After hearing the evidence, Jorgensen said she gave “great weight” to the emergency room doctors’ testimony. “Extreme opinions, very strong opinions,” Jorgensen said of the emergency care doctors’ statements. “A child could not have eaten after receiving this injury to the abdomen and to the head. It had to have happened after he last ate, or he did not eat a hot dog in the afternoon.”
She found Liebich guilty and sentenced him to 65 years’ imprisonment in the Illinois Department of Corrections.
An unconvinced expert
Almost immediately after Liebich was found guilty, his conviction was challenged.
Teas, the forensic pathologist who testified on Liebich’s behalf, submitted a letter to the judge, writing that she was “saddened” to hear that Liebich had been found guilty, and concerned that the verdict was based on testimony that the toddler’s injuries were inflicted the day Liebich was alone with him. That testimony, she wrote, was inconsistent with her findings.
What was consistent with her opinion on timing, Teas wrote in the letter, was the autopsy finding by the state’s pathologist, Mileusnic-Polchan. And those findings, which were developed by looking at the injuries at a cellular level, were noted three times throughout Steven’s autopsy report, she wrote.
Teas also raised concerns about evidence not brought up at trial that Steven had been ill.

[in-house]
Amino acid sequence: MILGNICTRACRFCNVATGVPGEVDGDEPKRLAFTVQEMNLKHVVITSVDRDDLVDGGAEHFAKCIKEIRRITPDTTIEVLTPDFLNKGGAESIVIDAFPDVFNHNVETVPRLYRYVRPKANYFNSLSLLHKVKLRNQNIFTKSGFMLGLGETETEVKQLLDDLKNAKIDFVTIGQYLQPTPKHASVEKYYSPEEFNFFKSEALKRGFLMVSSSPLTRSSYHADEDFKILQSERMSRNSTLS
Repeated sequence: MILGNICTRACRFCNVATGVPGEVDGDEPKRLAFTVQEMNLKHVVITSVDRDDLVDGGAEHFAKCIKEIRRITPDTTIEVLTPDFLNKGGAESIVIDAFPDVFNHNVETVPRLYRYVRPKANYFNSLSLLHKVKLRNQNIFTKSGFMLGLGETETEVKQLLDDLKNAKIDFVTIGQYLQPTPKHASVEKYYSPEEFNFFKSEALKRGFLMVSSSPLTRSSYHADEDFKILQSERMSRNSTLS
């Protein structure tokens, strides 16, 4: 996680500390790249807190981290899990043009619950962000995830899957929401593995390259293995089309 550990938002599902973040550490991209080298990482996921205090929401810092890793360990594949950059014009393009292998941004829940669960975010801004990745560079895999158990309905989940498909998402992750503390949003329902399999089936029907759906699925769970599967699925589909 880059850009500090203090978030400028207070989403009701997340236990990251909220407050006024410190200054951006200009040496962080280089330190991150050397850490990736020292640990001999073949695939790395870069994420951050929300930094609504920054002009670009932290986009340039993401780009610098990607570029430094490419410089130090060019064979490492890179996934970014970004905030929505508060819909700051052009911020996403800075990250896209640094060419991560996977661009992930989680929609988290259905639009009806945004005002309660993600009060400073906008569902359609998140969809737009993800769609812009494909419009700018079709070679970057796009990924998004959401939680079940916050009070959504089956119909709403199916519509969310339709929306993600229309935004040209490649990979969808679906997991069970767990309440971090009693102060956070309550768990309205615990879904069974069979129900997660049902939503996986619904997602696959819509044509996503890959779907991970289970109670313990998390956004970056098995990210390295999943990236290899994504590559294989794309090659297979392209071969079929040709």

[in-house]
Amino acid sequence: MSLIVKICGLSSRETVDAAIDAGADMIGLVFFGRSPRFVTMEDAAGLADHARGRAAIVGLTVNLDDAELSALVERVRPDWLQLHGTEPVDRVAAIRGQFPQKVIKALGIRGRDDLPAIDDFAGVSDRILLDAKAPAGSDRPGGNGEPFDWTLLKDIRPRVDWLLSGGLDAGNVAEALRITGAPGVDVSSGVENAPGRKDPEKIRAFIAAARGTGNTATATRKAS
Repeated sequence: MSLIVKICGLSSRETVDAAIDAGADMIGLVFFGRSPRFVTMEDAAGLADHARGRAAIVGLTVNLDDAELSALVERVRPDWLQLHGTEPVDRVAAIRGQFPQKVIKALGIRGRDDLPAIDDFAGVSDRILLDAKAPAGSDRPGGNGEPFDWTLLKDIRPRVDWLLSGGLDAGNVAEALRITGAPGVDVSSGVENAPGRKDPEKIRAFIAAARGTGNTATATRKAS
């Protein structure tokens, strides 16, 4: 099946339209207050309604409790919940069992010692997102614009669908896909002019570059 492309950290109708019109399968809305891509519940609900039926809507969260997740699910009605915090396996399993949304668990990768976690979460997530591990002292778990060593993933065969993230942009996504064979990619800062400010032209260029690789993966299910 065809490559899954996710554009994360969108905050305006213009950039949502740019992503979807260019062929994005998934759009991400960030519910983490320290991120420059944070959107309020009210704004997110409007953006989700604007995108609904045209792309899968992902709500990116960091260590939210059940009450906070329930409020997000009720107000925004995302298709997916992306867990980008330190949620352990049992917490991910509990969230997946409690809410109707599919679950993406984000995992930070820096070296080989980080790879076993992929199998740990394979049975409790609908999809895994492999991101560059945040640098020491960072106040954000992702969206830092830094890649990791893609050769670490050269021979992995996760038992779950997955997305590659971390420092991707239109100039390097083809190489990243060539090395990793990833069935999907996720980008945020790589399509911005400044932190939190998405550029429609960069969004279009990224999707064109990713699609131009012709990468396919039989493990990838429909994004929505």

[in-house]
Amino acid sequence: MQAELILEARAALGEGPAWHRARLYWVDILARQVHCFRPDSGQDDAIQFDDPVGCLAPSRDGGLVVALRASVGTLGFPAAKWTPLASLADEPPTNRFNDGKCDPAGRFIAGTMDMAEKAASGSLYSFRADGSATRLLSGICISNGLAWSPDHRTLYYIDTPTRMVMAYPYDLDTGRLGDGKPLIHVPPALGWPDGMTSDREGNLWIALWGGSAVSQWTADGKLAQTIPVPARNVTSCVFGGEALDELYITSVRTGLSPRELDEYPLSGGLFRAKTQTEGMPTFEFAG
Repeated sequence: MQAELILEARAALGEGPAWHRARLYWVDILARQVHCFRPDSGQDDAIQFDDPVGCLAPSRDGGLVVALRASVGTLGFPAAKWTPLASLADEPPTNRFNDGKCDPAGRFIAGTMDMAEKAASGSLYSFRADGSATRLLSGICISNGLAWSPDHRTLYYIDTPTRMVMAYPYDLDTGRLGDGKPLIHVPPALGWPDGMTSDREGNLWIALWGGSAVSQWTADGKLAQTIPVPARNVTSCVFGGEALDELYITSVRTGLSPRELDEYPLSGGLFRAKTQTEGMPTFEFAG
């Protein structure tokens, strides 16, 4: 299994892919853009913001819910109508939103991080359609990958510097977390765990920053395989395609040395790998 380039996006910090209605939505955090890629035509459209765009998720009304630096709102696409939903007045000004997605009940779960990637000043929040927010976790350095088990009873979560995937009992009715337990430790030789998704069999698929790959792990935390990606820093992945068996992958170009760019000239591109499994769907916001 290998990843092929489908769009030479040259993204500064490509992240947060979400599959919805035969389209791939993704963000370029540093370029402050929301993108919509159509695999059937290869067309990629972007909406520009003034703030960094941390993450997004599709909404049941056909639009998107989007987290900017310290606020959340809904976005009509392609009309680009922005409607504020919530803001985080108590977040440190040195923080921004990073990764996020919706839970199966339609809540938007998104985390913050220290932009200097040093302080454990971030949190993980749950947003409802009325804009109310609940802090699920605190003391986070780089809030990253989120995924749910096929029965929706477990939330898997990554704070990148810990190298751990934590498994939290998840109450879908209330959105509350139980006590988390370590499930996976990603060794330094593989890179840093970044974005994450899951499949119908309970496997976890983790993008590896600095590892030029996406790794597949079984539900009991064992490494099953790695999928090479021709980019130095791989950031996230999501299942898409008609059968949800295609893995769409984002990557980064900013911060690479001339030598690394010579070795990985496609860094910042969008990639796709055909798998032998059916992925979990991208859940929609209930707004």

“Why did Steven Quinn have acetaminophen (Tylenol) and salicylates (aspirin) in his blood if he had been feeling well until the morning or afternoon of February 8th?” Teas wrote in the letter. “Why was his weight more than four pounds less on February 8, 2002 than it was on November 6, 2001?”
She also noted that Steven’s brain bleed, the reason doctors had decided to undergo an emergency operation, was over-exaggerated in reports.
Jorgensen, however, would never read Teas’ letter. Both defense attorneys and the state agreed that the letter was improper. Alternate medical explanations for Steven’s death would not be reviewed by the court again for eight years.
Old lawyers, new lawyers
After Liebich’s conviction was upheld in 2007, Exoneration Project attorneys filed a post-conviction petition contending that Liebich is innocent and had been badly represented.
It is that petition that finally prompted the hearings this summer, following the Appellate Court reversal.
Liebich’s account of the choking incident, which “appeared at trial to be a less-than-credible attempt to cover up the real cause of Steven’s injuries,” was actually consistent with expert affidavits suggesting the brain injury was secondary to the abdominal injury, the appellate opinion states.
“Had such testimony been admitted at trial, the trial court may have concluded that defendant’s statement that Steven had choked on a hot dog actually weighed in favor of his innocence,” the opinion states.
The appellate judges ordered the case back to Kinsella.
Back in the trial court, Liebich’s attorneys cited flaws in his defense at trial, such as their failure to investigate signs of illness the toddler displayed before he was alone with Liebich.
Attorneys also presented an affidavit from longtime criminal defense attorney Jed Stone, who reviewed the public defender file in Liebich’s case. Stone noted the original lawyers’ failure to fully investigate medical examiner Mileusnic-Polchan’s conclusion that Steven’s injuries had occurred earlier than the prosecution maintained. The public defender file shows Teas had repeatedly told Liebich’s lawyers to contact Mileusnic-Polchan about her findings, but they made little attempt to find her, and did not have her review her autopsy slides before testifying, according to Stone.